Wind power potential

Research by Seamus Garvey, Professor of Dynamics at the University of Nottingham, led to the invention of WindTP - a new type of power transmission system for wind turbines that enables enables large quantitites of energy to be stored at low marginal costs and high effective turnaround efficiencies. Energy storage capacities in the order of 25-100 hours of rated turbine output are easily achievable with turnaround efficiencies above 80% and marginal costs below £10/kWh of (output) energy storage capacity.

Conventional power transmission arrangements for wind turbines simply enable the turbine to make electricity when the wind blows. With WindTP, energy is collected when the wind blows but energy is dispatched as electricity when required.

How it works

The WindTP system can be operated in any of the modes summarised below:

a) As a pure power-transmission system – using collected wind power directly to make electricity.
b) Transforming some wind power into electricity but putting most (60%) into storage.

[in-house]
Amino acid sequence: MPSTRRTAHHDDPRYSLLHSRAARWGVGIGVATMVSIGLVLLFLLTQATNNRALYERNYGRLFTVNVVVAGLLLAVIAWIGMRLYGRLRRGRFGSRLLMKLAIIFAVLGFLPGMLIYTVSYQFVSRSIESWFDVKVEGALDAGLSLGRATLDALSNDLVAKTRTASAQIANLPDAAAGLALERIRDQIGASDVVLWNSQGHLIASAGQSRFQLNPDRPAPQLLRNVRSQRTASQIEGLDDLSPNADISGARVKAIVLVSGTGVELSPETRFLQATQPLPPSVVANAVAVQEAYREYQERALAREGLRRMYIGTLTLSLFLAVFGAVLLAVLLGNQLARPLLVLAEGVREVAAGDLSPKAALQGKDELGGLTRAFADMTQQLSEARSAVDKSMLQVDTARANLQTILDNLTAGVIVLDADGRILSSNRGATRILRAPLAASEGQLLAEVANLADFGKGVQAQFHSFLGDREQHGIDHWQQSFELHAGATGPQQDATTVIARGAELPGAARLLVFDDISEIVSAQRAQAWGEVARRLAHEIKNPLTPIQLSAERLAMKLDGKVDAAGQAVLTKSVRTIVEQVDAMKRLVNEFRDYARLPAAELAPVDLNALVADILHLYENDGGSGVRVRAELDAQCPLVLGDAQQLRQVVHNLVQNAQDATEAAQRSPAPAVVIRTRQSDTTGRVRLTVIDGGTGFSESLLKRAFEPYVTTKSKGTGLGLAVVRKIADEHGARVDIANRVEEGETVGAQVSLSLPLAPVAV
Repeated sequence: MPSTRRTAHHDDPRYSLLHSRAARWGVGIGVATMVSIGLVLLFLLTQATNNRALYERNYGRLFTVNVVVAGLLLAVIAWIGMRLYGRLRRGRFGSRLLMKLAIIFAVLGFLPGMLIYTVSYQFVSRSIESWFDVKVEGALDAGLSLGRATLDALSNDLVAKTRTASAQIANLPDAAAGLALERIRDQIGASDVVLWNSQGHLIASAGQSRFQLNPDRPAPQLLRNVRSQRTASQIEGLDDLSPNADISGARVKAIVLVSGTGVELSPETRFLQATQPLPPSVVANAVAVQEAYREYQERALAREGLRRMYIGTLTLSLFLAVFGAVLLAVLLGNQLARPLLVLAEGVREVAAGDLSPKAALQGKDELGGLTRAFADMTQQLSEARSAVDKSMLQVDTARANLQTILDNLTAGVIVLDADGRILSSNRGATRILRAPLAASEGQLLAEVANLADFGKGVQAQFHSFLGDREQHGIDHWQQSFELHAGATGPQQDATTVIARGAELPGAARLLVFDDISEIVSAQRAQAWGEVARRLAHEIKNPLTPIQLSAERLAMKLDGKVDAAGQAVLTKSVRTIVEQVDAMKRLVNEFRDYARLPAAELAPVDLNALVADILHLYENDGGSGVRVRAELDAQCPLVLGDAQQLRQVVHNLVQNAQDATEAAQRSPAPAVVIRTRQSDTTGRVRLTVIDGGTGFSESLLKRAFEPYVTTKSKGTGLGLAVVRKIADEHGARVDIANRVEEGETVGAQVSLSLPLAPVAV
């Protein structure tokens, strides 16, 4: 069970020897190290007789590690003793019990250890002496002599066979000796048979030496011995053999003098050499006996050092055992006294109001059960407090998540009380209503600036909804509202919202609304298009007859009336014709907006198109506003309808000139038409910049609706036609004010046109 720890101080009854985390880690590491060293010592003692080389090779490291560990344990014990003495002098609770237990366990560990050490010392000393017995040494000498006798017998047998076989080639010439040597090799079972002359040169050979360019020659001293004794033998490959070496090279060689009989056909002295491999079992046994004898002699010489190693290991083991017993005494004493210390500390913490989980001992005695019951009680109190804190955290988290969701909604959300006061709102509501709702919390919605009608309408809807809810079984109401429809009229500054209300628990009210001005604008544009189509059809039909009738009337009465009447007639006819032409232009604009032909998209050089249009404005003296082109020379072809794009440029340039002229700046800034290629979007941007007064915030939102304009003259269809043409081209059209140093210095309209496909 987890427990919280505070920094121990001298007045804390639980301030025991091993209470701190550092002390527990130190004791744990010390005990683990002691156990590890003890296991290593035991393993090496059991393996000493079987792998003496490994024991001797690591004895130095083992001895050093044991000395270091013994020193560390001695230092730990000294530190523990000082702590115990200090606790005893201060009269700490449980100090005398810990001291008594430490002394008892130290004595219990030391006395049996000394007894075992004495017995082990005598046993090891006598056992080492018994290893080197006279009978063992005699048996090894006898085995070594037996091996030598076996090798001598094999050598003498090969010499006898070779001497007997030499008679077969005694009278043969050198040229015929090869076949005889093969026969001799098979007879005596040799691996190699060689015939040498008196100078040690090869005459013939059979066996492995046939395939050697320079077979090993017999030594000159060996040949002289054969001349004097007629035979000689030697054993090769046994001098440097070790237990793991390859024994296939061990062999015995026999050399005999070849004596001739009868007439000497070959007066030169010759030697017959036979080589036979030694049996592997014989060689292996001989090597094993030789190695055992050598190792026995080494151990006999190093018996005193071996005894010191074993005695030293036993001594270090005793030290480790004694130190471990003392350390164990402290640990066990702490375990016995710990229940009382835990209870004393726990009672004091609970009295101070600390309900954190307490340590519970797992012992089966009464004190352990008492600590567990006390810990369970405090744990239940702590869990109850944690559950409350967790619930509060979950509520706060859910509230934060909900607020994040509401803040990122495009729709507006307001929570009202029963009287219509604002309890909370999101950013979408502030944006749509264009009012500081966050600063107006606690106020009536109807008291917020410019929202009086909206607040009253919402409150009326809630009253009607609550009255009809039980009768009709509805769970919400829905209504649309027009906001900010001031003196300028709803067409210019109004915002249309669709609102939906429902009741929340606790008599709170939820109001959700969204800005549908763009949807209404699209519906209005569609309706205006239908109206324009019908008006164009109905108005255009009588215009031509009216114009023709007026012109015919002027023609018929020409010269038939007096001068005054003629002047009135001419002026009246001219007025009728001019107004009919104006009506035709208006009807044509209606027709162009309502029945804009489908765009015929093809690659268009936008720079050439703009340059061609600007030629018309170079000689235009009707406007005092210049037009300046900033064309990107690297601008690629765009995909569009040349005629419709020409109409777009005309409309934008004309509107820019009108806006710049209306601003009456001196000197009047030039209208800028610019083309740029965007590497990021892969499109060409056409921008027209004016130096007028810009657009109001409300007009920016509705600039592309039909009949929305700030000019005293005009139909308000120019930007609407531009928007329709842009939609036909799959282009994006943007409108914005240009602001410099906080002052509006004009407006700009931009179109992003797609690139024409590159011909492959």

c) Generating electricity where most of the energy comes out of storage and a small amount (40%) from wind.
d) Taking power from the grid and charging the store (no wind power used).
e) Recovering energy from storage (no wind power used).
f) A mix of (b) and (d) where all wind power gathered goes into storage.
g) A mix of (c) and (e) where any available wind power contributes some generation.

In all operating modes, gas circulates in the closed circuit - being compressed from 20bar up to 500bar and expanded again back down from 500bar to 20bar.

Why use it

By using this system a wind farm can become a flexible generation facility - generating electricity predominantly when demand is high. In effect, a windfarm incorporating WindTP transmissions achieves exactly the same functionality as a windfarm with a very large battery alongside, but the energy storage provided has longer lifespan and much lower cost than a traditional battery system.

Find out more about WindTP


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